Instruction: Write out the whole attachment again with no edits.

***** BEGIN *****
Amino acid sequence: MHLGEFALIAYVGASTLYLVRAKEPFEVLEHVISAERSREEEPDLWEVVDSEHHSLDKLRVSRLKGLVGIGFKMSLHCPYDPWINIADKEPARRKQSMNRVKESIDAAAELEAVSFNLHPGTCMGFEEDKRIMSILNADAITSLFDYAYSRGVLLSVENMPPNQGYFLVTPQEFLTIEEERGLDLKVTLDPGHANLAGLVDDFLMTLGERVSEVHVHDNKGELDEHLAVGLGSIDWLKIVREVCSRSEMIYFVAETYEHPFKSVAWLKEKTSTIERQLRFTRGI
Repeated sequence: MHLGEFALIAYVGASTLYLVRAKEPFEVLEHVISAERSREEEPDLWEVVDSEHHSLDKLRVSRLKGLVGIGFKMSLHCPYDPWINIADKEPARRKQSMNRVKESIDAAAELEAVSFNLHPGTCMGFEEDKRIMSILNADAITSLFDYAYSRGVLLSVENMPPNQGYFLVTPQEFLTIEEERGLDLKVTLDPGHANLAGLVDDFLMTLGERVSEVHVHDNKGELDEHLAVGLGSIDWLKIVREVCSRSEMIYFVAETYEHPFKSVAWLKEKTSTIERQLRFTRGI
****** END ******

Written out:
Amino acid sequence: MHLGEFALIAYVGASTLYLVRAKEPFEVLEHVISAERSREEEPDLWEVVDSEHHSLDKLRVSRLKGLVGIGFKMSLHCPYDPWINIADKEPARRKQSMNRVKESIDAAAELEAVSFNLHPGTCMGFEEDKRIMSILNADAITSLFDYAYSRGVLLSVENMPPNQGYFLVTPQEFLTIEEERGLDLKVTLDPGHANLAGLVDDFLMTLGERVSEVHVHDNKGELDEHLAVGLGSIDWLKIVREVCSRSEMIYFVAETYEHPFKSVAWLKEKTSTIERQLRFTRGI
Repeated sequence: MHLGEFALIAYVGASTLYLVRAKEPFEVLEHVISAERSREEEPDLWEVVDSEHHSLDKLRVSRLKGLVGIGFKMSLHCPYDPWINIADKEPARRKQSMNRVKESIDAAAELEAVSFNLHPGTCMGFEEDKRIMSILNADAITSLFDYAYSRGVLLSVENMPPNQGYFLVTPQEFLTIEEERGLDLKVTLDPGHANLAGLVDDFLMTLGERVSEVHVHDNKGELDEHLAVGLGSIDWLKIVREVCSRSEMIYFVAETYEHPFKSVAWLKEKTSTIERQLRFTRGI